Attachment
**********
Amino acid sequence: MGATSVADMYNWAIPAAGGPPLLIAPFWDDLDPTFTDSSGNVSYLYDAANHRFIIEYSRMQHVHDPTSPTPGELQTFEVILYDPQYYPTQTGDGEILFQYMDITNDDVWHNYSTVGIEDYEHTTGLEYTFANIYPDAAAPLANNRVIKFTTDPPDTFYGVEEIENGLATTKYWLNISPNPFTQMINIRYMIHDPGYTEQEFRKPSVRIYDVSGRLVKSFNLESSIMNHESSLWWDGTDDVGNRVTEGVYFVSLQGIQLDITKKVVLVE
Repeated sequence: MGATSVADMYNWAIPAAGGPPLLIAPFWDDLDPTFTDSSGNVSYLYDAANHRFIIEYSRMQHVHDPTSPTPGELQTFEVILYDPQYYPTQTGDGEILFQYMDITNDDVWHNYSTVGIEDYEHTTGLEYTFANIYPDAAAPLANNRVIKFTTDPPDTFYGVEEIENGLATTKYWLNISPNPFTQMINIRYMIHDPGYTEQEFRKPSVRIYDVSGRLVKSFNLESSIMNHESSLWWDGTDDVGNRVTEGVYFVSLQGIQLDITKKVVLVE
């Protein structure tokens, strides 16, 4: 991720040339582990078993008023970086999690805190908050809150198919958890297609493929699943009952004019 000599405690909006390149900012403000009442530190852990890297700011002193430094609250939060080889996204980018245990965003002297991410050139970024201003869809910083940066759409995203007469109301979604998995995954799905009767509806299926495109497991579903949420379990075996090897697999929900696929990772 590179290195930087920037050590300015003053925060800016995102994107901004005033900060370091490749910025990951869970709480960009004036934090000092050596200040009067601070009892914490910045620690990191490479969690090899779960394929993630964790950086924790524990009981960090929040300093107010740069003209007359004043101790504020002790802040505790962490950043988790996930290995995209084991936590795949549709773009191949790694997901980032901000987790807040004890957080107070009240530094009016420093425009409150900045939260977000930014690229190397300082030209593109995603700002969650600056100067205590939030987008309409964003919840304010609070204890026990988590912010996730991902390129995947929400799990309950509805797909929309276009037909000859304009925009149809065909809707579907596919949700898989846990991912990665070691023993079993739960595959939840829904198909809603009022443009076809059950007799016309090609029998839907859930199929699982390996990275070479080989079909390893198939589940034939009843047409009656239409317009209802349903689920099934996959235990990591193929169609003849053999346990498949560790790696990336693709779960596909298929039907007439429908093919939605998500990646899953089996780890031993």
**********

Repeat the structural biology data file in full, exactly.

Amino acid sequence: MGATSVADMYNWAIPAAGGPPLLIAPFWDDLDPTFTDSSGNVSYLYDAANHRFIIEYSRMQHVHDPTSPTPGELQTFEVILYDPQYYPTQTGDGEILFQYMDITNDDVWHNYSTVGIEDYEHTTGLEYTFANIYPDAAAPLANNRVIKFTTDPPDTFYGVEEIENGLATTKYWLNISPNPFTQMINIRYMIHDPGYTEQEFRKPSVRIYDVSGRLVKSFNLESSIMNHESSLWWDGTDDVGNRVTEGVYFVSLQGIQLDITKKVVLVE
Repeated sequence: MGATSVADMYNWAIPAAGGPPLLIAPFWDDLDPTFTDSSGNVSYLYDAANHRFIIEYSRMQHVHDPTSPTPGELQTFEVILYDPQYYPTQTGDGEILFQYMDITNDDVWHNYSTVGIEDYEHTTGLEYTFANIYPDAAAPLANNRVIKFTTDPPDTFYGVEEIENGLATTKYWLNISPNPFTQMINIRYMIHDPGYTEQEFRKPSVRIYDVSGRLVKSFNLESSIMNHESSLWWDGTDDVGNRVTEGVYFVSLQGIQLDITKKVVLVE
């Protein structure tokens, strides 16, 4: 991720040339582990078993008023970086999690805190908050809150198919958890297609493929699943009952004019 000599405690909006390149900012403000009442530190852990890297700011002193430094609250939060080889996204980018245990965003002297991410050139970024201003869809910083940066759409995203007469109301979604998995995954799905009767509806299926495109497991579903949420379990075996090897697999929900696929990772 590179290195930087920037050590300015003053925060800016995102994107901004005033900060370091490749910025990951869970709480960009004036934090000092050596200040009067601070009892914490910045620690990191490479969690090899779960394929993630964790950086924790524990009981960090929040300093107010740069003209007359004043101790504020002790802040505790962490950043988790996930290995995209084991936590795949549709773009191949790694997901980032901000987790807040004890957080107070009240530094009016420093425009409150900045939260977000930014690229190397300082030209593109995603700002969650600056100067205590939030987008309409964003919840304010609070204890026990988590912010996730991902390129995947929400799990309950509805797909929309276009037909000859304009925009149809065909809707579907596919949700898989846990991912990665070691023993079993739960595959939840829904198909809603009022443009076809059950007799016309090609029998839907859930199929699982390996990275070479080989079909390893198939589940034939009843047409009656239409317009209802349903689920099934996959235990990591193929169609003849053999346990498949560790790696990336693709779960596909298929039907007439429908093919939605998500990646899953089996780890031993």